The Product Coach

The Product Coach

This is the second episode of a series of articles aimed to reflect on the very role of Agile Coach and to propose some different angles on the role.

Other episodes: Beyond Agile Coaches, The Organisational Coach, The Team Coach

For those who prefer listening over reading, the same concepts have been tackled in a short video with Susanna Ferrario, our Product Coach.

The Product Coach


Who’s the Product Coach and what they do 

The Product Coach is a professional who helps the company achieve its product and business objectives, leveraging their experience and extensive knowledge of product management issues, agile frameworks and lean practices. He/she provides training, mentoring and support to development teams building products or services and works with the management team and product leaders to align priorities with overall business goals and product strategies.

The Product Coach supports companies along the path towards business agility and – above all – in the cultural transition from a project mindset to a product mindset. Switching from project  to product mindset is about switching:

      • from output focussed to outcome focussed
      • from time, cost and scope management to value for customers and the business
      • from development to discovery and validation

Who’s the Product Coach useful to?

Individuals, teams, product function and management team. The Product Coach can work on different levels within a company and is hardly relegated to just one of these.

Depending on the level of maturity of the product culture, the coach will mainly find himself doing training and evangelization, facilitating existing best practices or working on a more strategic level when teams are already mature.

People who recently landed their first product job can get help navigating the first months in the role. One-to-one personal development can be focused on assessing skill gaps, learning, filling those gaps with skills and knowledge or exploring solutions to a particular business problem.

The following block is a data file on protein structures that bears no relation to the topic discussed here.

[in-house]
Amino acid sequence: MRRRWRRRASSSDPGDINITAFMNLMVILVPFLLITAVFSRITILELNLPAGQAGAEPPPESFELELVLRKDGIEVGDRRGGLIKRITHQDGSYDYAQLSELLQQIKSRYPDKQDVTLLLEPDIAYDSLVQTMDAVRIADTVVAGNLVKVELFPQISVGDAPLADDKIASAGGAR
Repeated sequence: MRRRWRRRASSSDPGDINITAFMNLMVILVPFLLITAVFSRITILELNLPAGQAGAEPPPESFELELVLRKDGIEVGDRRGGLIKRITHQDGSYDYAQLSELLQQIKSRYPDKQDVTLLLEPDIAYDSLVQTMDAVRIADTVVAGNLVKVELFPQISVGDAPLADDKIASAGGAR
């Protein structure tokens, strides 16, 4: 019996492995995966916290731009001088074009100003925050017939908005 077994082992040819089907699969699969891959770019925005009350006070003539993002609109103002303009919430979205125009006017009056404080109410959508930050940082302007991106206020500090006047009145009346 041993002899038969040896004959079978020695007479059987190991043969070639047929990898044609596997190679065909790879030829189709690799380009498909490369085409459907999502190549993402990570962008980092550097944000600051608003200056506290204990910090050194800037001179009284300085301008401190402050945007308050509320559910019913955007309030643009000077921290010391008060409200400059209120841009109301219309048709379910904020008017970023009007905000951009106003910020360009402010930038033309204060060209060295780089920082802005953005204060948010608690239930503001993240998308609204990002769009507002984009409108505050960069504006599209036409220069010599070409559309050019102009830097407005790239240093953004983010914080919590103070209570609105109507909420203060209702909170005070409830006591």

Thanks to the expertise accumulated over the years, he/she can work at tactical or strategic level. But the coach doesn’t define the product strategy himself or herself, he/she can offer canvas, tools, best practices and facilitation techniques to help the PO/PM lay it out. The difference is important ‘cause the goal is to accompany them to do it.


Development teams can get help in effectively coping with discovery and delivery tracks, creating a product vision, managing roadmap and priorities, and optimizing end-to-end value flow.

The product team is facilitated in the adoption and dissemination of common best practices.
Product leaders and management are supported in creating transparency on objectives and outcome-based initiatives as well as alignment between strategic objectives and product roadmaps. The very concept of a Product Team might lead to confusion: whenever working with Scrum Teams we are used to think about a single Product Owner. We are perfectly aware of the anti patterns in product ownership.

However, in scale-ups and corporates POs are part of a Product division independent from Technology, Marketing, etc. That’s what we refer to. Tipically you’ll have a CPO, Head of Products, PMs and POs and may be Associates. Or big POs and small POs.


What problems do they address?

A product coach is usually brought in an organization to help teams deliver on critical business goals such as finding product-market fit, addressing customer adoption or retention, decreasing time to market, improving sales, etc.

Another common situation is when the organization recognizes needs in the product area that cannot be satisfied internally. This is the case with people who are new to product management, who have no senior product person to manage them or experienced product people looking to level up.